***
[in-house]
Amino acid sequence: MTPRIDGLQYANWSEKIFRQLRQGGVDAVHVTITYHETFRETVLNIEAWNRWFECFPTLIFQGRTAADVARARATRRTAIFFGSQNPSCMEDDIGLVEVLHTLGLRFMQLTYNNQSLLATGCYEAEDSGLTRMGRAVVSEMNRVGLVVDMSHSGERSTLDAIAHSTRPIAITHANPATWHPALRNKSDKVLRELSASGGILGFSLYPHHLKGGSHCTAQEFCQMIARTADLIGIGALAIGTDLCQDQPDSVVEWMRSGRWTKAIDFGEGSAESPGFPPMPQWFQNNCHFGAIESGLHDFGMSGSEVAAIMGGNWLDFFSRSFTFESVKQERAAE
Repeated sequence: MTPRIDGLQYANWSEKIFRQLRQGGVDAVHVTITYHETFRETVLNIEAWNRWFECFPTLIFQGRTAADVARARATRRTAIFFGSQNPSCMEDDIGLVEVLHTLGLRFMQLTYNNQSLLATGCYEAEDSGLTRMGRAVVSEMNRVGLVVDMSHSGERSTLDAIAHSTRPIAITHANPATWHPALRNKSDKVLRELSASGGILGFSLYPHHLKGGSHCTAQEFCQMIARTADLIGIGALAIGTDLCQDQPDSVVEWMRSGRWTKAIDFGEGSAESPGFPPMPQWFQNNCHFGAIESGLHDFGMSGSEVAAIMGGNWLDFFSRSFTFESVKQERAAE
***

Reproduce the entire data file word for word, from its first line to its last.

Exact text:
[in-house]
Amino acid sequence: MTPRIDGLQYANWSEKIFRQLRQGGVDAVHVTITYHETFRETVLNIEAWNRWFECFPTLIFQGRTAADVARARATRRTAIFFGSQNPSCMEDDIGLVEVLHTLGLRFMQLTYNNQSLLATGCYEAEDSGLTRMGRAVVSEMNRVGLVVDMSHSGERSTLDAIAHSTRPIAITHANPATWHPALRNKSDKVLRELSASGGILGFSLYPHHLKGGSHCTAQEFCQMIARTADLIGIGALAIGTDLCQDQPDSVVEWMRSGRWTKAIDFGEGSAESPGFPPMPQWFQNNCHFGAIESGLHDFGMSGSEVAAIMGGNWLDFFSRSFTFESVKQERAAE
Repeated sequence: MTPRIDGLQYANWSEKIFRQLRQGGVDAVHVTITYHETFRETVLNIEAWNRWFECFPTLIFQGRTAADVARARATRRTAIFFGSQNPSCMEDDIGLVEVLHTLGLRFMQLTYNNQSLLATGCYEAEDSGLTRMGRAVVSEMNRVGLVVDMSHSGERSTLDAIAHSTRPIAITHANPATWHPALRNKSDKVLRELSASGGILGFSLYPHHLKGGSHCTAQEFCQMIARTADLIGIGALAIGTDLCQDQPDSVVEWMRSGRWTKAIDFGEGSAESPGFPPMPQWFQNNCHFGAIESGLHDFGMSGSEVAAIMGGNWLDFFSRSFTFESVKQERAAE